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Why latest injury could be Daniher’s final straw

Port Adelaide great Warren Tredrea says Joe Daniher’s latest calf injury could be the final straw in his Essendon career, if it sidelines him for the remainder of the season.

After gradually ramping up his recovery from a long-term groin injury, Daniher suffered a setback this week, with a minor calf strain to sideline him from any running activities for 10-14 days.

While Essendon is optimistic that the star forward will be able to make it onto the park this season, Tredrea said that the injury could be a sign that Daniher isn’t still fully confident in his body and in the club’s program for him.

“There’s the medical and physical side of injury, but don’t underestimate the mental side,” Tredrea told Wide World of Sports’ Talk of the Town.

“If you’re inhibiting yourself and if you don’t have the full confidence to do stuff, then I think you can also find yourself getting injured in that way because you’re changing running plans or you’re a little bit cautious.

Joe Daniher’s recovery suffered a slight setback with a calf strain over the weekend (Getty)

“At the end of the day, Essendon has thrown everything at this, and if this a long-term injury (and) it’s going to keep him out for the rest of the year, I think the writing is on the wall and he’ll be looking for further options.

“If he goes to Sydney, you go to Sydney with a whole new football program, but also a fresh mindset, which I think would help him get over it.

“There’s been numerous players over the journey who have struggled with injury, gone elsewhere and had a fresh start and gone really well.

“As much as the Bombers would hate to lose him, for me it looks a little inevitable. If he can’t get on the park, then his future probably is elsewhere.”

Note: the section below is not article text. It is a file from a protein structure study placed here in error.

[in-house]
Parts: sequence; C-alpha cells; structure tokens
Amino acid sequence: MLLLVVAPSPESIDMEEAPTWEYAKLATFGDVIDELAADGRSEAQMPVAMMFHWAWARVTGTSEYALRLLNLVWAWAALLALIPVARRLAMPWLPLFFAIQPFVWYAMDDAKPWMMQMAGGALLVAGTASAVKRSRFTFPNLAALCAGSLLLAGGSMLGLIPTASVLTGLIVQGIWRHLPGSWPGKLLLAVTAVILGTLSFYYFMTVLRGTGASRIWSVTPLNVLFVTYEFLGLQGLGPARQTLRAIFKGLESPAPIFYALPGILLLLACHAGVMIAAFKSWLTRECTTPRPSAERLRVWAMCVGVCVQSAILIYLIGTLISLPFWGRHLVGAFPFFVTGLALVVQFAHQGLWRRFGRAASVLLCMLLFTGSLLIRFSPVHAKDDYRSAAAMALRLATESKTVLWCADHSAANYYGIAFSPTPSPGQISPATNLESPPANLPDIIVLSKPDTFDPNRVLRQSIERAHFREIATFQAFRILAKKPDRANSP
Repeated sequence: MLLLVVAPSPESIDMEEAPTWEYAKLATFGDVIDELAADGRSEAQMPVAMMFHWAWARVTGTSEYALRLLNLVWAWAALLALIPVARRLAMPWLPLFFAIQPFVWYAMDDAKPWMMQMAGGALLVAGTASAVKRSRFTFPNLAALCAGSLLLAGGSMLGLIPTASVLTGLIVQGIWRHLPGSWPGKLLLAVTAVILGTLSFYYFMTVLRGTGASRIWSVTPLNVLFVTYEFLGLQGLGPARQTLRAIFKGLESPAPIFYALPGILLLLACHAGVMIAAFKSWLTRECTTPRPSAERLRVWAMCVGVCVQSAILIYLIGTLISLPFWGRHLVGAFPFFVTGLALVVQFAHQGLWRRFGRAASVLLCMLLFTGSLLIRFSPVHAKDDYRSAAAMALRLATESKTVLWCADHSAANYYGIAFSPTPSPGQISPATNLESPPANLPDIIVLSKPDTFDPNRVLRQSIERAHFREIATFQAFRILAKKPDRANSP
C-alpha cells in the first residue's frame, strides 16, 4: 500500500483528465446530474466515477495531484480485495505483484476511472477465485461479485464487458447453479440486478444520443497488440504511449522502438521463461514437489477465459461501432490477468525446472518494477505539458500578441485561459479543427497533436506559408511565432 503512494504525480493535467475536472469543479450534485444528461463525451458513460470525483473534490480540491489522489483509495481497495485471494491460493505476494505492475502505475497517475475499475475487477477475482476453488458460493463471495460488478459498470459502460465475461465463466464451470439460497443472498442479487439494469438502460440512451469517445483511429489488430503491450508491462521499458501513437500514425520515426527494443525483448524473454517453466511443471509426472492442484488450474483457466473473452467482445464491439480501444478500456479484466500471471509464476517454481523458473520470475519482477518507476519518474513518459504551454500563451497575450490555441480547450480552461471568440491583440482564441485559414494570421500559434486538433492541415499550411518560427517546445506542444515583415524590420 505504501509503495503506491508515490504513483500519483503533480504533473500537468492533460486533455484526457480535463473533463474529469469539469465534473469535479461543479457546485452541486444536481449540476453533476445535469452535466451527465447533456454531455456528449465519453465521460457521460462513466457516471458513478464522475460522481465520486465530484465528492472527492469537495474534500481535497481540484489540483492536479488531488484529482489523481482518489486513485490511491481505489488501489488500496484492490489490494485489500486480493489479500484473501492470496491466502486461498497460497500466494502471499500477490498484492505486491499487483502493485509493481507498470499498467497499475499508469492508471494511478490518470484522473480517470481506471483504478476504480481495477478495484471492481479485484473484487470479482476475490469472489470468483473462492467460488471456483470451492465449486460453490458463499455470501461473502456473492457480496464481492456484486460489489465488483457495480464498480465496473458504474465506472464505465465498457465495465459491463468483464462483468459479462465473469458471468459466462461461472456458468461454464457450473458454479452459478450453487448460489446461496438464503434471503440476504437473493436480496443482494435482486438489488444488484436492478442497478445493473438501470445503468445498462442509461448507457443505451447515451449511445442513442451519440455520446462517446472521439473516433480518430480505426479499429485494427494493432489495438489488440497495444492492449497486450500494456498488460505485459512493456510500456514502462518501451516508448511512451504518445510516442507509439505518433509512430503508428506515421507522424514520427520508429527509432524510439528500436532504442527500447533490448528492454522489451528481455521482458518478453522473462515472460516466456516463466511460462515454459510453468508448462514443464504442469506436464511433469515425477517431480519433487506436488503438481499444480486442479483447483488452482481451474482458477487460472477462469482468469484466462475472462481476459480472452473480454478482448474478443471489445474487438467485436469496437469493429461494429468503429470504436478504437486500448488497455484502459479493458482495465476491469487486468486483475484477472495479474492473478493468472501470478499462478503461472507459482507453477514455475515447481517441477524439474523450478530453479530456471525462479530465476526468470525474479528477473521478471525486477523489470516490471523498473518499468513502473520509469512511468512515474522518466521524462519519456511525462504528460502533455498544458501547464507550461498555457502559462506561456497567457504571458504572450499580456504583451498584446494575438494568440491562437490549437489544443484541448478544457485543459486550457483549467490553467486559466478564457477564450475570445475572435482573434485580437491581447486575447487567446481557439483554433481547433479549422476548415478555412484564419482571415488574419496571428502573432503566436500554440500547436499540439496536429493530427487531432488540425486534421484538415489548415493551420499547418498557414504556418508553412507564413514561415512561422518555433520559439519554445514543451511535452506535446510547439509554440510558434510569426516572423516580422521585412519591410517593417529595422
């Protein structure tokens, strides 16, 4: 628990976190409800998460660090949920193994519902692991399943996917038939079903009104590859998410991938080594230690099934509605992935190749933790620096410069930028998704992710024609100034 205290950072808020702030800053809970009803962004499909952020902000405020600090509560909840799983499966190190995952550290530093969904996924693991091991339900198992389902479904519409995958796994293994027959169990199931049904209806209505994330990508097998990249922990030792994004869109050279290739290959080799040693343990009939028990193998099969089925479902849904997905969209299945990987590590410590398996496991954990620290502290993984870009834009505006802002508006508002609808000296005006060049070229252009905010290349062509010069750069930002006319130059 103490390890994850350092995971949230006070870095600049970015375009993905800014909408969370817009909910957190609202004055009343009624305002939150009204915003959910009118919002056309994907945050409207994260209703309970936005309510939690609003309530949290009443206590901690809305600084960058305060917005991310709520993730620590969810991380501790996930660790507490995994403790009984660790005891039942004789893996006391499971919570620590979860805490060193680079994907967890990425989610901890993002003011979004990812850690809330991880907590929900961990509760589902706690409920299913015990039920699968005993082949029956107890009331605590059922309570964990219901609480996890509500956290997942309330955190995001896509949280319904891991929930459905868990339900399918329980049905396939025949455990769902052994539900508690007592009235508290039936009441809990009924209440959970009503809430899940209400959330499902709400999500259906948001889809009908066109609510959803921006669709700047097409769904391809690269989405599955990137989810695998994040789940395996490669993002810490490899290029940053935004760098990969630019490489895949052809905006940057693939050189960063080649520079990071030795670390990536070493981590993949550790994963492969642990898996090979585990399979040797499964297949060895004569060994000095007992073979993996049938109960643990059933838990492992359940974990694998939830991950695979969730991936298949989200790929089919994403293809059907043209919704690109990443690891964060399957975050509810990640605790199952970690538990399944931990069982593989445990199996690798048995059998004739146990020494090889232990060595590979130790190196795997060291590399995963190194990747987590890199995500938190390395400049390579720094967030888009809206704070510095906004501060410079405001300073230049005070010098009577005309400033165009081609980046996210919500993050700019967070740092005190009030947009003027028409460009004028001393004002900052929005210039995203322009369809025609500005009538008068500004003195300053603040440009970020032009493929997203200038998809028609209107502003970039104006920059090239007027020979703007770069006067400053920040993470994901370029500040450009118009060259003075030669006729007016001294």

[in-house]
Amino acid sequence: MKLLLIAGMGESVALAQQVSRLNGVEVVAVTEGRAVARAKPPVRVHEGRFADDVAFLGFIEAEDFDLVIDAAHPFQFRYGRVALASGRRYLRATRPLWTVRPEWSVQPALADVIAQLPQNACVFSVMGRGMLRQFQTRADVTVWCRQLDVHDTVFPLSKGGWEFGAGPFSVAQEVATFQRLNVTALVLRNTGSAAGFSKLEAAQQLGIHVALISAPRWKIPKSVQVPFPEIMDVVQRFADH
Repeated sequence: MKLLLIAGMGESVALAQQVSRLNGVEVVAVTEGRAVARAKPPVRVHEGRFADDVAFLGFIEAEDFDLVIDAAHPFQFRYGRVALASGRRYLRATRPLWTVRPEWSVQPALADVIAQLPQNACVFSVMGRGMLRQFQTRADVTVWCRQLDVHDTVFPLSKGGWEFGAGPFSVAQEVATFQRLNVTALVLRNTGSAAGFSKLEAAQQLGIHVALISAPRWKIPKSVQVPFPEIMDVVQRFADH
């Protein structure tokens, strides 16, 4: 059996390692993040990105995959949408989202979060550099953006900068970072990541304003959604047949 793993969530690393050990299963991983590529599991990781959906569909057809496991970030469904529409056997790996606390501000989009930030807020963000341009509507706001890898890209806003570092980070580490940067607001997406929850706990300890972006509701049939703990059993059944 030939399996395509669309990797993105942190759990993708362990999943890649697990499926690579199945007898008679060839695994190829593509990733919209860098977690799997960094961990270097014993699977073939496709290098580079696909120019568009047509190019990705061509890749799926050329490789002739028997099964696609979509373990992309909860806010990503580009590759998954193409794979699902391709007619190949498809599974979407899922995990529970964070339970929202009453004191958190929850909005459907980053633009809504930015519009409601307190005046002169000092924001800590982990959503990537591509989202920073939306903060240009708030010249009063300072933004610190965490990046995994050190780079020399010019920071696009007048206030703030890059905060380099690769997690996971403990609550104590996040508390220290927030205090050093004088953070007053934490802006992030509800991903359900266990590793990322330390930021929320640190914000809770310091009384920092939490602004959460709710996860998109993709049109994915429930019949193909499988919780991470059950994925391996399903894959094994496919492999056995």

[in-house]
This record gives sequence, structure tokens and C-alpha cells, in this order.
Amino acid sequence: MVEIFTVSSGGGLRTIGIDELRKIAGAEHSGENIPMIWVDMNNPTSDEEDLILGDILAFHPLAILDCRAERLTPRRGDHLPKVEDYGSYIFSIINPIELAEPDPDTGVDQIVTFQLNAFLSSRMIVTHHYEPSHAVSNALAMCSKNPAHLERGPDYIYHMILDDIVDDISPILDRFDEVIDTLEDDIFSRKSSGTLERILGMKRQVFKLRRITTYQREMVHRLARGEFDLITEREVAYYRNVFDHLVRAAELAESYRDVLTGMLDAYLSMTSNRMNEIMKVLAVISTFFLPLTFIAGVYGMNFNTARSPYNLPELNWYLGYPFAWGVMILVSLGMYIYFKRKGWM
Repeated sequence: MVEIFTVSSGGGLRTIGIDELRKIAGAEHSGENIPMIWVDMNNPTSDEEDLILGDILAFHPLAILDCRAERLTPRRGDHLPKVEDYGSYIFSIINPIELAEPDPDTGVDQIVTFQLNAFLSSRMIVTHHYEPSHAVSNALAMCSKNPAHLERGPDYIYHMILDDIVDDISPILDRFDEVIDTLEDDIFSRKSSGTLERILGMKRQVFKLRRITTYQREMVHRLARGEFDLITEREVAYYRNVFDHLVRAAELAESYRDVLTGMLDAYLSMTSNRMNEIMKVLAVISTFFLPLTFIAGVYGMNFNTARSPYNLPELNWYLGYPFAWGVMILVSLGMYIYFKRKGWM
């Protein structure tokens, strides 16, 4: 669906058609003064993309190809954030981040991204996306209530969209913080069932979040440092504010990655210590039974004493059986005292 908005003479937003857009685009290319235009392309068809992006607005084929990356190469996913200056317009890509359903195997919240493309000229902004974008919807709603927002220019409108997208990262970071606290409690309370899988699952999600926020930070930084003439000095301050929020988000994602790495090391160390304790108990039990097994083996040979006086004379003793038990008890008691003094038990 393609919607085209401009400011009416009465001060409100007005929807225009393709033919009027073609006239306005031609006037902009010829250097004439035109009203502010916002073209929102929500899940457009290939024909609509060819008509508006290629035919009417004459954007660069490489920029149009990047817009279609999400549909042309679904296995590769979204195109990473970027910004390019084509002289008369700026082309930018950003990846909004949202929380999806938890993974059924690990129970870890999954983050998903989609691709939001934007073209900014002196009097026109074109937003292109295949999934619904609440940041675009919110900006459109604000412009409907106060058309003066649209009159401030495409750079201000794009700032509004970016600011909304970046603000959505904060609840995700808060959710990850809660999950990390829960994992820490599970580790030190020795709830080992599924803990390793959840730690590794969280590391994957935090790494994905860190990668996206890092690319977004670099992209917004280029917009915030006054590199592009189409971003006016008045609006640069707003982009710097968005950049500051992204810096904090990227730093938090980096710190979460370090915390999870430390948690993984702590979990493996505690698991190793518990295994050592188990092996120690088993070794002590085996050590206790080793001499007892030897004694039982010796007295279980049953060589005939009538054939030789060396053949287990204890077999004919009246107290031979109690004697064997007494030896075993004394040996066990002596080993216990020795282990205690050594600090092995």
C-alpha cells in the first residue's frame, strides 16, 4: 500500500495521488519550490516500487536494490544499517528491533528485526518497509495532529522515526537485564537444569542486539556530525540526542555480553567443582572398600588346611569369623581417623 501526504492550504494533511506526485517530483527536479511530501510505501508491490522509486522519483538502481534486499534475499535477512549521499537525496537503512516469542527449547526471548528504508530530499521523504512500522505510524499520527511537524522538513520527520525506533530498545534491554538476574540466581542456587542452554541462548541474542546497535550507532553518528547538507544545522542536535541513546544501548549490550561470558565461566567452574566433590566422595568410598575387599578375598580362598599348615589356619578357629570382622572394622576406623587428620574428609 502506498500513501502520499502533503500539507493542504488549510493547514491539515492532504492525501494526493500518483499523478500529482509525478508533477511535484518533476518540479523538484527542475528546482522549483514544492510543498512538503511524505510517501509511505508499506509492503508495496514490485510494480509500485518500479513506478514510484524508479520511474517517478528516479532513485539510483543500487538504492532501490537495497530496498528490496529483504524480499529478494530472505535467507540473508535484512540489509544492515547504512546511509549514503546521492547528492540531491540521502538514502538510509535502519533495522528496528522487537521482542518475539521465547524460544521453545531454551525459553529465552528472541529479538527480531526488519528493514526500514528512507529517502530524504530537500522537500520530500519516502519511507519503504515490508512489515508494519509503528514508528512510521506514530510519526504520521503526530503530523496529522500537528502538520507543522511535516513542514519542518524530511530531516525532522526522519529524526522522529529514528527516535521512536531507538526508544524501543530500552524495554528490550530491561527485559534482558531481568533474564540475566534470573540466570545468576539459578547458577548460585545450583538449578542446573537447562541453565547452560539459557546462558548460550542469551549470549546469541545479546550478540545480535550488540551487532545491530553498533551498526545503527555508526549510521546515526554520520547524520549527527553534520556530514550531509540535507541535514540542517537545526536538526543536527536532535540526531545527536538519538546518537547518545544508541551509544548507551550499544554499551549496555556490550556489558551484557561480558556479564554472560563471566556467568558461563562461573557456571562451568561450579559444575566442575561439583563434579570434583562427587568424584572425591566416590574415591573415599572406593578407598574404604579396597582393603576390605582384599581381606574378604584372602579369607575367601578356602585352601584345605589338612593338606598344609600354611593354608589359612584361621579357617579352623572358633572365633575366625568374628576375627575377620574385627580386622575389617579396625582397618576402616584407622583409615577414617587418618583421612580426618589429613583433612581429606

If Daniher is to move to a new club in the off-season, Tredrea said that clubs would be unwise to make an initial commitment of more than three years.

The 2017 All-Australian forward has endured a torrid run with injuries over the past three seasons (Getty)

“The maximum I’d expose my club to is three years,” he said.

“It wouldn’t be the deal that was on offer last year, let’s be honest. It would be good money, but it would have really big triggers.

“I think he’d be on a set salary, it might be $400,000, but then if he hits his triggers, he goes into the stratosphere that we know his best footy can get to.

“He’s got to get himself right, and I think it’s elsewhere.

“The next club, if he does go elsewhere, they’re going to get a bargain player and someone who’s going to be hungry to prove a point, but they’re also getting someone with risk.”

While Daniher’s latest injury setback is a disappointing outcome, Essendon great Matthew Lloyd revealed that the positive is that his long-term groin issues appear to be in the past.

“I spoke to some people today who said he was training really, really well,” Lloyd told Footy Classified.

“So the positive is that his groins aren’t sore, that’s the big positive, but the negative is that he’s done a calf and he’s going to miss four weeks.”

Despite Tredrea’s assertion that Daniher should play elsewhere, Lloyd suggested that the Sydney Swans, the club who were in for the left-footer last year, can no longer afford to take him on due to the injury concerns of their own contracted players.

“The Sydney Swans, I don’t believe they can put their hand up again for Joe Daniher this time around when you’ve got this going on,” he said.

“Lance Franklin, hamstring injuries which are becoming chronic, Sam Reid consistently injured and contracted until the end of 2020, Tom McCartin head issues and contracted until the end of 2021.

Lloyd thinks Lance Franklin’s issues will dissuade the Swans from chasing Daniher this summer (Getty)

“I don’t believe you can then throw Joe Daniher into the mix.

“The amount of money that would be pooled in between four players who have those injuries, I just don’t think they can do it.”

With Daniher out of contract at the end of 2020, Lloyd suggested that the Bombers would adopt a wait-and-see approach on what rival clubs offer the star forward.

“I think Essendon will just leave it and wait for Joe and say what do you want to do,” he said.

“Say for example, if he’s on $400,000 and a club offers him $450,000, Essendon can match that.

“If they offer him $700,000, which Essendon wouldn’t want to match, they’ll get a first-round pick (in compensation) for him, which this time around I’d think you take.”

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